Join the first partition of the disk to the existing RAID set. Let it rebuild. Swap the next drive, etc. etc. Then once you've done this switcharoo to all the drives, create another raid set using the 2nd partition on your new disks--call it /dev/md1. So now you have /dev/md0, pointing to the first 500GB of each disk, and /dev/md1, pointing to the 2nd 500GB of each disk.

    Take that /dev/md1 and graft it onto your LVM volume group. (pvcreate /dev/md1 ; vgextend MyVgName /dev/md1). Now your LVM VG just doubled in size, and you can use all that new space. Whatever you do though, do NOT create any "striped" logical volumes (the "-i2" option to lvcreate; LVM's Poor Man's RAID0, basically) because you will suffer terrible performance, since you'll be striping across different volumes on the same physical spindles (a big no-no for any striped configuration). But if you use the extra space by creating new filesystems or growing existing ones, you shouldn't see any trouble.

    Just be sure that any replacement drives you have to buy... you must partition them out similarly. I'd recommend pulling back on the partition sizes a bit, maybe 5%, to account for any size differences between the drives you bought right now and some replacement drives you may purchase later on which might be slightly lower in capacity (different drive manufacturers often have differing exact capacities).
  • It depends on the implementation (and possibly the raid level). Some raid cards will let you expand the container after you've replaced all of the drives with new ones of a larger size. Then you have to expand the partition, or put another partition into the new space. I've done this with Compaq hardware running Win2k in a RAID 1 (mirrored pair).

    The "Raid 5 can't do what I heard" isn't quite what's going on, again, depending on the implementation. Most raid cards I've used allow you to add drives to the
  • Linux, RAID 5, md (Score:5, Informative)

    by Pandaemonium (70120) on Monday June 04, 2007 @08:35PM (#19389757)
    Go RAID5. RAID5 = Hardware failure resilience + maximum storage.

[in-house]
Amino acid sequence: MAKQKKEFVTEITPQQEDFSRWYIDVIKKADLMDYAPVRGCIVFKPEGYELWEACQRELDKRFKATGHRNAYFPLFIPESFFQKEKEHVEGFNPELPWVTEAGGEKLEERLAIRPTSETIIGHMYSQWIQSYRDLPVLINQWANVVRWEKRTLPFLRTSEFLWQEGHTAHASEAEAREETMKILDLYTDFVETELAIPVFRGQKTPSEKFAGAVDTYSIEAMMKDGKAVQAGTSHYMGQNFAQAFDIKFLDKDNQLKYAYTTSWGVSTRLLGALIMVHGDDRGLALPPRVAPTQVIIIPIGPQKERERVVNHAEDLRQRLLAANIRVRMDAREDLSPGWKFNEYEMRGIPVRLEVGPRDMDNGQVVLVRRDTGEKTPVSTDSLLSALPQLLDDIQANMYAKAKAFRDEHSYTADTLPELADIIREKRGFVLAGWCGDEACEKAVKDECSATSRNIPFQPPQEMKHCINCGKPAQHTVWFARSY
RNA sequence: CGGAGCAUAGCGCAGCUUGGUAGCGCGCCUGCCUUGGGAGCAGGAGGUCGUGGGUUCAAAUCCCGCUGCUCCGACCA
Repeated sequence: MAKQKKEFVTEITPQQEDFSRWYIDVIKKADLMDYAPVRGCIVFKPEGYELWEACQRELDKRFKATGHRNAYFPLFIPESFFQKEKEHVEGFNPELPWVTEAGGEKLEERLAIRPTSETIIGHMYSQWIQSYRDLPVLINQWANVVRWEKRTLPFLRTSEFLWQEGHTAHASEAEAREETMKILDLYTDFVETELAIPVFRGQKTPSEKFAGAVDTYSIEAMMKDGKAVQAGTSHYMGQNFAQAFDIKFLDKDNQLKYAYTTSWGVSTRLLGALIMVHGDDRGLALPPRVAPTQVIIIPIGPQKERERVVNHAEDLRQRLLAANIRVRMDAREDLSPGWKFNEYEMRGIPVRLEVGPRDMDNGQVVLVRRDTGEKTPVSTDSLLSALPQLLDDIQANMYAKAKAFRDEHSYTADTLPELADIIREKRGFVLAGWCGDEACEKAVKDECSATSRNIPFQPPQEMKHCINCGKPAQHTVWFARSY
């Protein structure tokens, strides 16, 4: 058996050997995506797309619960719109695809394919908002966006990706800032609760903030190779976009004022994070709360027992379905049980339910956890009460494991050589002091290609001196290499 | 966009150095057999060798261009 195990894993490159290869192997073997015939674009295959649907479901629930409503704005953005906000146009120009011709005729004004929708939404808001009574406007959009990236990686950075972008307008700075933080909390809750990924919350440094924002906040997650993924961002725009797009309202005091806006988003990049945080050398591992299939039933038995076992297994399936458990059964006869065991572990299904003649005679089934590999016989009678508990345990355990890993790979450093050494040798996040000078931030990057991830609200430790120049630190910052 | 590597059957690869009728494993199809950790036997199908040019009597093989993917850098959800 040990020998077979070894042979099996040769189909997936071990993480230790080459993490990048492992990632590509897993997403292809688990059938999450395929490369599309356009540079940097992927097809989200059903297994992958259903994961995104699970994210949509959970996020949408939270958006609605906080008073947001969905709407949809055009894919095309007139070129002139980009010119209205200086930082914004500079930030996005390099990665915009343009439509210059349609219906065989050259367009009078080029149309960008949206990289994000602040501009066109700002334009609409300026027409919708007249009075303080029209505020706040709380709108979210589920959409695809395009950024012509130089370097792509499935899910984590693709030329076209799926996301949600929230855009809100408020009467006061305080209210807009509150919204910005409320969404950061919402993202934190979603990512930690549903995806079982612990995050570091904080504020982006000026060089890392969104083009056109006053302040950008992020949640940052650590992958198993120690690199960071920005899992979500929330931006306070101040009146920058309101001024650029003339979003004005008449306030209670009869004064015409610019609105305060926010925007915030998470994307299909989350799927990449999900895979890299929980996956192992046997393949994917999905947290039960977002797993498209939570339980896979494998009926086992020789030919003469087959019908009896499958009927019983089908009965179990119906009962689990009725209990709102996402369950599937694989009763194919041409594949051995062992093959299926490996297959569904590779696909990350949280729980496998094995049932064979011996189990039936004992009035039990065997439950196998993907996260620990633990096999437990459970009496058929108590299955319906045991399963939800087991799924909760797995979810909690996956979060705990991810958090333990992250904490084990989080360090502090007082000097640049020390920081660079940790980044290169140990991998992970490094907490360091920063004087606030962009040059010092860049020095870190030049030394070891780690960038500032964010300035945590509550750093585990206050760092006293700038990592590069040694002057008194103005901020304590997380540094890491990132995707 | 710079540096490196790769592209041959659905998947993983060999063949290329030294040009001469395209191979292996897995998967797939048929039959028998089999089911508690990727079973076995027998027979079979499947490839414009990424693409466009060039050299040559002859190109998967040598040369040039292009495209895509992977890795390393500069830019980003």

Go Linux. The Linux MD driver allows you to control how you RAID- over disks or partitions. there are advantages. We will discuss.

    First, don't get suckered into a hardware RAID card. They are *NOT* really a hardware card- they rely on a software driver to do calculations on your CPU for RAID5 ops. Software RAID is JUST AS FAST. Unless you blow the big bucks for a card with a real dedicated ASIC to do the work, you're fooling yourself.

    Now, you want to go Linux. By using the md driver, you can stripe over PARTITIONS, and not the whole disk. By doing this, you can get MAXIMUM storage capacity out of your disks, even in upgrades.

    Say you have 3 500GB disks. You create a 1TB array, with 1 disk as parity. On each of these disks is a single partition, each the size of the drive. Now, you want to upgrade? SURE! Add 3 more disks. Create three partitions of EQUAL size to the original, and tack it on to the first array. Then, with the additional space, you can create a WHOLE NEW array, and now you have two seperate RAID5's, each redundant, each fully using your space.

    Another advantage with MD is flexibility. In my setup, I use 5x 250 drives right now. On each is a 245GB partition, and a 5GB partition. I use RAID1 over the 5's, and RAID5 over the rest. Why? Because each drive is now independently bootable! Plus, I can run the array off two disks, upgrade the file system on the other 3, and if there's a problem, I can always revert to the original file system. So much flexibility, it's not even funny.

    I recommend using plain old SATA, in conjunction with SATA drives, and just stick with the MD device. For increased performance, watch your motherboard selection. You could grab a server oriented board, with dedicated PCI buses for slots, and split the drives over the cards. Or, you can get a multiproc rig going, and assign processor affinity to the IRQ's- one card calls proc 1 for interrupts, the other card calls proc 0. If you have multiple buses, then performance is maximized.

    The last benefit? Portability. If your hardware suffers a failure, then your software RAID can move to any other system. Using ANY hardware RAID setup will require you to use the EXACT same card no matter what to recover data. Even the firmware will have to stay stable or else your data can be kissed goodbye.

    Windows? Forget about it.

    Good luck!
    • by tjstork (137384)
      This is REALLY cool. Can you steer a poor man over to a FAQ on setting up such an MD device?
    • Re:Linux, RAID 5, md (Score:4, Interesting)

      by ptbarnett (159784) on Monday June 04, 2007 @09:08PM (#19390111)
      I did exactly this for a new server recently. The only thing I would add is to use RAID 6 instead of RAID 5. That way, you can tolerate 2 drive failures, giving you time to reconstruct the array after the first one fails.

      I have 6 320 GB disks. The /boot partition is RAID 1, mirrored across all 6 (yes, 6) devices, and grub is configured so that I can boot from any one of them. The rest of the partitions are RAID 6, with identical allocations on each disk.

      There's a RAID HOWTO for Linux: it tells you everything you need to know about setting it up.

      • Re:Linux, RAID 5, md (Score:4, Informative)

        by guruevi (827432) <evi @ s m o k i n g c u be.be> on Tuesday June 05, 2007 @11:22AM (#19397103) Homepage
        But then again, RAID6 is terrible in performance compared to RAID5 (especially on write operations) just as RAID5 is terrible in comparison on the same criteria to RAID10 (although it could be faster on non-sequential reads).